March 6, 2019 |
Many countries such as Italy, Thailand and Japan are known for their traditional dishes, and tourist offices all over the world are now offering more and more cooking classes to introduce interested visitors to the local cuisines. Thai start-up Cookly, which was founded in 2015, jumped on the bandwagon and wants to profit from the growing trend of food travel. Through its platform, users can currently book cooking classes in more than 30 countries worldwide: whether it’s making pasta in Rome, learning traditional Balinese cooking in Ubud, or practising the art of lime-curing ceviche in Lima.
Cookly was founded by German national Benjamin Ozsanay, French native Etienne Marleau-Rancourt and Thai national Kowit Charoenratchatabhan. The start-up has its headquarters in Bangkok; however, hardly any of the 30 employees work in the Cookly office in the Thai capital, says CEO Ozsanay. The company’s employees are spread all over the world and work remotely. Before joining Cookly, the now 31-year-old founded the app development tool Polar Labs and travelled across Asia, and has experience with this modern form of working. “You have to be much more organised, especially in communication, if you want to succeed with a remote working arrangement,” he says of his international team.
In two small rounds of financing over the past two years, Cookly has received money from the Thai offshoot of venture capitalist 500 Startups and from Poramin Insom, head of cryptocurrency of Zcoin. The monetisation strategy of the company is quite simple: the portal keeps a fee of 20%, on average, per booking. Service providers can list their classes for free and only pay the fee in case a booking is made. In 2017, the average shopping cart for a cooking class in Europe was worth about 250 euros, according to Cookly. The company has not yet revealed any financials, but according to statements, it is on its way to profitability.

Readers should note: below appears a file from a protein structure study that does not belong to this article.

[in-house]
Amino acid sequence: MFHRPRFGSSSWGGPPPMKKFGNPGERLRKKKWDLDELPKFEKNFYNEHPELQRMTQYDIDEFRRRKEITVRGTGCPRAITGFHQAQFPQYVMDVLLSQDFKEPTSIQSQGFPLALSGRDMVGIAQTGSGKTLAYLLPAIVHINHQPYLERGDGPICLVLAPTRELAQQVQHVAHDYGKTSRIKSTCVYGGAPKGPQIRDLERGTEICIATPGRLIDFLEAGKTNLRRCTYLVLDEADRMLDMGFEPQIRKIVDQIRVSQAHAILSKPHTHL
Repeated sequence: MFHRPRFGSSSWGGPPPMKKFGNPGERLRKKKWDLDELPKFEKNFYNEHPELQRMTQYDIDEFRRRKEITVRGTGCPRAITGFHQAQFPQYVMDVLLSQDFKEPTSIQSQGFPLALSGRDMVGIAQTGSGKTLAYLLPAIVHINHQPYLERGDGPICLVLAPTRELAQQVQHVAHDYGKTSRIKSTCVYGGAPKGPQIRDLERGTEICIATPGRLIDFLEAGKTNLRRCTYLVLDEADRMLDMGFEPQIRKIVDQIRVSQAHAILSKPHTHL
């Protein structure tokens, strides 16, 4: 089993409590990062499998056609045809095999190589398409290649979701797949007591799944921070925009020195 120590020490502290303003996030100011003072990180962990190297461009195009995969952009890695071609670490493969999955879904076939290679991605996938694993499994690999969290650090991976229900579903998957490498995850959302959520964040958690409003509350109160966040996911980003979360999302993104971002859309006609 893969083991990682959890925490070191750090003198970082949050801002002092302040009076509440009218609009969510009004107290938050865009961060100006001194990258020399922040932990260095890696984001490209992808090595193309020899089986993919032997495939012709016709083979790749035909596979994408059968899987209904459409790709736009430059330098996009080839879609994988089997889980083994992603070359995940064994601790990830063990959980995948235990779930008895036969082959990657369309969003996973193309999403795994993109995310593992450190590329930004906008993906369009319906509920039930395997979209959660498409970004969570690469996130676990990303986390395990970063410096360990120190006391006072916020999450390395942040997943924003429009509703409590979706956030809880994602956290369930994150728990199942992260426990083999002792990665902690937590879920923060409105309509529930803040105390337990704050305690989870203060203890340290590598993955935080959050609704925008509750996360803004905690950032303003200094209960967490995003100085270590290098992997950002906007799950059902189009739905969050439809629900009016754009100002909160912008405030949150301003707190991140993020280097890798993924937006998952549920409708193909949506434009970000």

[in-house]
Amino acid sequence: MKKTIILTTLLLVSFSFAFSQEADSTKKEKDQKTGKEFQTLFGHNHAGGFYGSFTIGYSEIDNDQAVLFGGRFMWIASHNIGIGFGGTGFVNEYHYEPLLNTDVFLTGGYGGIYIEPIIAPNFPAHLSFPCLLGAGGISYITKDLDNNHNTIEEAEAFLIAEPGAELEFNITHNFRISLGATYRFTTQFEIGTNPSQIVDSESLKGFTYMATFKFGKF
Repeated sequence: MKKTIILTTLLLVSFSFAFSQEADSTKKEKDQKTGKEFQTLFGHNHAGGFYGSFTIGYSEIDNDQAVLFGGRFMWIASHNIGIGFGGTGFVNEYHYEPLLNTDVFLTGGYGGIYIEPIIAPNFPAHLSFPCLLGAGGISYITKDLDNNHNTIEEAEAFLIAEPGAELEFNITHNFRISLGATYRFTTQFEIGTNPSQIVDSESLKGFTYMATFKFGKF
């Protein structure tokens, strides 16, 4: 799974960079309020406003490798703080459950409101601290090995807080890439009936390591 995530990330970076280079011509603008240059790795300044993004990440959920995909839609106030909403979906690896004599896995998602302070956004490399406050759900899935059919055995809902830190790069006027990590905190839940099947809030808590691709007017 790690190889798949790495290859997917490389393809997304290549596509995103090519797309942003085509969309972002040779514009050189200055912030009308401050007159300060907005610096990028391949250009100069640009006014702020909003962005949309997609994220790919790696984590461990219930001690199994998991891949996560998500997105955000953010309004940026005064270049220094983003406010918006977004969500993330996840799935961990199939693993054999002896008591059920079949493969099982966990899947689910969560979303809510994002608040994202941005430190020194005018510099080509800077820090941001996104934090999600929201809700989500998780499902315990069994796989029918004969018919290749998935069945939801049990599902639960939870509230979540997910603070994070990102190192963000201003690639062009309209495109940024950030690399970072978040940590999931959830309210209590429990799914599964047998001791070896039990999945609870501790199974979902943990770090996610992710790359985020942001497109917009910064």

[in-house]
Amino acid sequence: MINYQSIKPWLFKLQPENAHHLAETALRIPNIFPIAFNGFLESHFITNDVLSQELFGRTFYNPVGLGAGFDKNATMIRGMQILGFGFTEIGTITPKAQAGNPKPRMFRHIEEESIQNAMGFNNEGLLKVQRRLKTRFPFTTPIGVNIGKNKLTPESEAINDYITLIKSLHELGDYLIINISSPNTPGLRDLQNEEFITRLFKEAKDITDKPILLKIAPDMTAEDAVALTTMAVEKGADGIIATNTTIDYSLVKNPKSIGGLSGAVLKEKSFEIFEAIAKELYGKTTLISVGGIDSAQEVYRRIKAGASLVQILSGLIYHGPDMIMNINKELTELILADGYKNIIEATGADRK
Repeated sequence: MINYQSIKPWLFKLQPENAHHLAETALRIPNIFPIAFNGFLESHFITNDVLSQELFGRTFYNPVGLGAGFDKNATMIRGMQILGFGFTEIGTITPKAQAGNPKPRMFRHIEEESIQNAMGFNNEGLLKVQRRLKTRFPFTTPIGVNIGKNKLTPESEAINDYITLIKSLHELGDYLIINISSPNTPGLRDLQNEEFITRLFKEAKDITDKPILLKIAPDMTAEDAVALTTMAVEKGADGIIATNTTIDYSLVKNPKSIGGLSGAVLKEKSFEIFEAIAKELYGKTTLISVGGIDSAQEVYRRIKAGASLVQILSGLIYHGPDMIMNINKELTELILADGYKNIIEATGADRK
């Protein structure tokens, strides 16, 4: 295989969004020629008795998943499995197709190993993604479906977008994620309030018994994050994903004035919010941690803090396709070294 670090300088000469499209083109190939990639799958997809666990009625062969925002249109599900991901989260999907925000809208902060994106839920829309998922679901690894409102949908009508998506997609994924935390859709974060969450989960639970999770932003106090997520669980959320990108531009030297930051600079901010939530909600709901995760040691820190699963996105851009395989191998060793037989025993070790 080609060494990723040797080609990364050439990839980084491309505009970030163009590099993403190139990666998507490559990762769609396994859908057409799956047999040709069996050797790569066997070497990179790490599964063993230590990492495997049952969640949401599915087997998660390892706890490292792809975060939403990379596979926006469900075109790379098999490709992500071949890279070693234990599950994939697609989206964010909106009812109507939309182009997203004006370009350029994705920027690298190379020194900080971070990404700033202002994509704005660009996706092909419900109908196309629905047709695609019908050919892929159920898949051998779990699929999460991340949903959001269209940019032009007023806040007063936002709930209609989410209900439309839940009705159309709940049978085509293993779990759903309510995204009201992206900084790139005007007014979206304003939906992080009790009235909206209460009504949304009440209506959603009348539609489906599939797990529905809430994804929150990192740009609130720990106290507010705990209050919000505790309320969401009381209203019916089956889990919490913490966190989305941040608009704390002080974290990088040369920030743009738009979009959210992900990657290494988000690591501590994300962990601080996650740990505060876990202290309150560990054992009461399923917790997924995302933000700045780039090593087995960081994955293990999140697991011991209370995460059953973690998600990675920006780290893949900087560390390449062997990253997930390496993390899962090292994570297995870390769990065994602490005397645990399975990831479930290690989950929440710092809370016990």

The platform currently lists more than 1,000 courses in over 130 cities. So far, the majority of the clientele comes from Germany, says the co-founder. The startup is currently also building up its network in the USA and South America to drive further growth. However, Cookly does not want to avoid regions that do not have typical or varied cuisines, according to Ozsanay. There, cooking classes for locals will be offered to introduce them to popular dishes from other countries.
Cookly does not only provide a platform for independent chefs to earn some extra bucks, but smart restaurateurs can profit from its service as well. On one hand a restaurant’s online visibility and marketing reach increases by listing itself on Cookly, and on the other hand it allows the restaurant to engage on a much more personal level with its customers.
Restaurants with reliable downtimes can especially use the platform to organise cooking classes during times of the day where the venue is usually near empty and service is very slow. As cooking classes need to be pre-booked, the food cost calculation is easy which helps to boost profitability. A platform like Cookly is definitely a great opportunity for chefs and restaurateurs alike to not only increase brand awareness but also to participate in the global food tourism movement.
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